Why Be Happy When You Could Be Normal?

Why Be Happy When You Could Be Normal?

Paperback
Pub. price: $16.00
New: $15.20

ISBN10: 0802120873 ISBN13: 9780802120878 Publisher: Grove Pr Published: Mar 12 2013 Pages: 236 Weight: 0.64lbs. Height: 8.25" Width: 5.50" Depth: 0.75" Language: English

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Publisher's Comments
Magnificent . . . A tour de force of literature and love.--Vogue

Why Be Happy When You Could Be Normal? is raucous. It hums with a dark refulgence from its first pages. . . . Singular and electric . . . Winterson's] life with her adoptive parents was often appalling, but it made her the writer she is.--The New York Times

Winterson is] one of the most daring and inventive writers of our time--searingly honest yet effortlessly lithe as she slides between forms, exuberant and unerring, demanding emotional and intellectual expansion of herself and of us. . . . In Why Be Happy, , Winterson's] emotional life is laid bare . . . in] a bravely frank narrative of truly coming undone. For someone in love with disguises, Winterson's openness is all the more moving; there's nothing left to hide, and nothing left to hide behind.--Elle

Jeanette Winterson's bold and revelatory novels have earned her widespread acclaim, establishing her as a major figure in world literature. She has written some of the most admired books of the past few decades, including her internationally best-selling first novel, Oranges Are Not the Only Fruit, the story of a young girl adopted by Pentecostal parents, that is now often required reading in contemporary fiction classes.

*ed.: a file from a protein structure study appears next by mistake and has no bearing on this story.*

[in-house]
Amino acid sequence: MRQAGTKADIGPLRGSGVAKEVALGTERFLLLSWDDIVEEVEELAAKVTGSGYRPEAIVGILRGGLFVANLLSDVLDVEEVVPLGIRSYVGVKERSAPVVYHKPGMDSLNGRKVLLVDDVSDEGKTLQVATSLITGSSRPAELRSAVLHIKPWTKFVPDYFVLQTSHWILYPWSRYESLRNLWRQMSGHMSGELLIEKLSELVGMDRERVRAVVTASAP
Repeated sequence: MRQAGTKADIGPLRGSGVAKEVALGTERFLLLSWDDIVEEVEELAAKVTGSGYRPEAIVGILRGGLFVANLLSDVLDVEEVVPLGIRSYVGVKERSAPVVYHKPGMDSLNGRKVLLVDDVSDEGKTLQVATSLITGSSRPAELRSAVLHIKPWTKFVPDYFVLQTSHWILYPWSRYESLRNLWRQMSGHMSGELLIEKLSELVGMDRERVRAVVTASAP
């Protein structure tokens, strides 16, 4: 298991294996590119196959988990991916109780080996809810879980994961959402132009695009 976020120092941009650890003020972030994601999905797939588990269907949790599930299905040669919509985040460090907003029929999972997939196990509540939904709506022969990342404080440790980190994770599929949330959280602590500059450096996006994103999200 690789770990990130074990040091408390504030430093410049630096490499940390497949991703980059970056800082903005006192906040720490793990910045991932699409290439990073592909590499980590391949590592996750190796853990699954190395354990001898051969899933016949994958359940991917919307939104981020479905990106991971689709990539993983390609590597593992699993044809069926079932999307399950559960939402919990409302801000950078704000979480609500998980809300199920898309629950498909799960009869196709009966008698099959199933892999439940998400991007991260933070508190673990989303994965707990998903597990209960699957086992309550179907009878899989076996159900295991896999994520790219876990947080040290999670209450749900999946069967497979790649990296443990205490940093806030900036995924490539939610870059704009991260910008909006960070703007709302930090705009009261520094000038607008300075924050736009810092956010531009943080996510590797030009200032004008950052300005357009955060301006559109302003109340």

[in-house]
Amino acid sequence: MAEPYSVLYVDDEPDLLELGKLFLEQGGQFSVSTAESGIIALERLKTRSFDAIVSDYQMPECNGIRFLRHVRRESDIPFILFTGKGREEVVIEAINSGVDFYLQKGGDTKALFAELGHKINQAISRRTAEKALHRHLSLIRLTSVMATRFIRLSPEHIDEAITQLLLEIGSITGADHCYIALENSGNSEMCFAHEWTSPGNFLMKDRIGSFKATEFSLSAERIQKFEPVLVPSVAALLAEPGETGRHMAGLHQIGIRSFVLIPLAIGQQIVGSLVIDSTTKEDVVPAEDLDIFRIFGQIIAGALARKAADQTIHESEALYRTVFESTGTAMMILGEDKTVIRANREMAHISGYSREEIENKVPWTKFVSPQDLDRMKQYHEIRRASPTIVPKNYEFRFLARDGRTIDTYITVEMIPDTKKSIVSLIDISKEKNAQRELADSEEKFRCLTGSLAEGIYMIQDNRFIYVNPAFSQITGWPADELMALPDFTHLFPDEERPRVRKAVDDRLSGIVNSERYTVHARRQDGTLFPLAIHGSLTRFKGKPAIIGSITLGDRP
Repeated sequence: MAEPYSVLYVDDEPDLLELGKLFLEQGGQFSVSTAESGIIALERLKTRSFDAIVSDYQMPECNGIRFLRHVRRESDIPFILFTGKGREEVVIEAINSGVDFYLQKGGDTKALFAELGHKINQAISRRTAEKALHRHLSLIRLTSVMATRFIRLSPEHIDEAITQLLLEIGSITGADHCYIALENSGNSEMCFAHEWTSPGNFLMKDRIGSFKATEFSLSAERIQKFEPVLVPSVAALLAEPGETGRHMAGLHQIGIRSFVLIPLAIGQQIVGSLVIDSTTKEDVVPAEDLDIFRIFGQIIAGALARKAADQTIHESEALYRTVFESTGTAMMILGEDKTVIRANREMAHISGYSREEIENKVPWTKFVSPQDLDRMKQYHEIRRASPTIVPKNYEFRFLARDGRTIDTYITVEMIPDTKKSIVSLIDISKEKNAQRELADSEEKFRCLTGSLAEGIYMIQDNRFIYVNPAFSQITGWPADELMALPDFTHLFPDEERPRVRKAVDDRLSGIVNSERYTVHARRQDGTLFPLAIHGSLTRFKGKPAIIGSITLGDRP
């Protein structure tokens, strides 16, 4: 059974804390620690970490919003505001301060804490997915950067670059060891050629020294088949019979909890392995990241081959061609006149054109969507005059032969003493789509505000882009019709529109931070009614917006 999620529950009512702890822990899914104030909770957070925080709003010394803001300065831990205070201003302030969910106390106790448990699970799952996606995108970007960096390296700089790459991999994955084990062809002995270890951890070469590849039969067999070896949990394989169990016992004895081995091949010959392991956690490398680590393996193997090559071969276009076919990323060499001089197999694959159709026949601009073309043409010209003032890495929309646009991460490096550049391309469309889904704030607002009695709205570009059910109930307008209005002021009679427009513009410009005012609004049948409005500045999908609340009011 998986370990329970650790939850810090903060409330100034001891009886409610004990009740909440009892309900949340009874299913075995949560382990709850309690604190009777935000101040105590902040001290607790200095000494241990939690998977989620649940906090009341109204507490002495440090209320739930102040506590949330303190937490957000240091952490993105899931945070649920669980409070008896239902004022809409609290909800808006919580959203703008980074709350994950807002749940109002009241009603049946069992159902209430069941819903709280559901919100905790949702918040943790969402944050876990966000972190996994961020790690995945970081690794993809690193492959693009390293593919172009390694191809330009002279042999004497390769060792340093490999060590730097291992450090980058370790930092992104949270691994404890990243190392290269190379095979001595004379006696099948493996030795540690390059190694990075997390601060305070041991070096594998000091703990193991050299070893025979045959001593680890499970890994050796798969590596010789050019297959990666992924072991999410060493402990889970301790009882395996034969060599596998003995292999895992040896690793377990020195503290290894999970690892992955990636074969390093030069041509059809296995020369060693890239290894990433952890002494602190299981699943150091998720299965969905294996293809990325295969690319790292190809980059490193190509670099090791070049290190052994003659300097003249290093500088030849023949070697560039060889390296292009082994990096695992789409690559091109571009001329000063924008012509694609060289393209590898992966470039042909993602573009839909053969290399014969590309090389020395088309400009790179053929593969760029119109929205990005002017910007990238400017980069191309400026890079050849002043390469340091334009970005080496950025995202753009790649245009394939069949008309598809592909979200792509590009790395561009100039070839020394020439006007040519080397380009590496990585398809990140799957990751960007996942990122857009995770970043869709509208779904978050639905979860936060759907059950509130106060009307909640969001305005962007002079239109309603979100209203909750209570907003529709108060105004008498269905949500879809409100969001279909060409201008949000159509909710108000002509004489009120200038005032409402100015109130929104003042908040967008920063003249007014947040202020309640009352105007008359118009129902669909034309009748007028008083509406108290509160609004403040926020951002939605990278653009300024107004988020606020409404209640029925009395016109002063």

Why Be Happy When You Could Be Normal? is a memoir about a life's work to find happiness. It is a book full of stories: about a girl locked out of her home, sitting on the doorstep all night; about a religious zealot disguised as a mother who has two sets of false teeth and a revolver in the dresser, waiting for Armageddon; about growing up in a north England industrial town now changed beyond recognition; about the universe as a cosmic dustbin. It is the story of how a painful past, which Winterson thought she had written over and repainted, rose to haunt her later in life, sending her on a journey into madness and out again, in search of her biological mother. It is also a book about other people's literature, one that shows how fiction and poetry can form a string of guiding lights, a life raft that supports us when we are sinking.

Witty, acute, fierce, and celebratory, Why Be Happy When You Could Be Normal? is a tough-minded search for belonging--for love, identity, home, and a mother.
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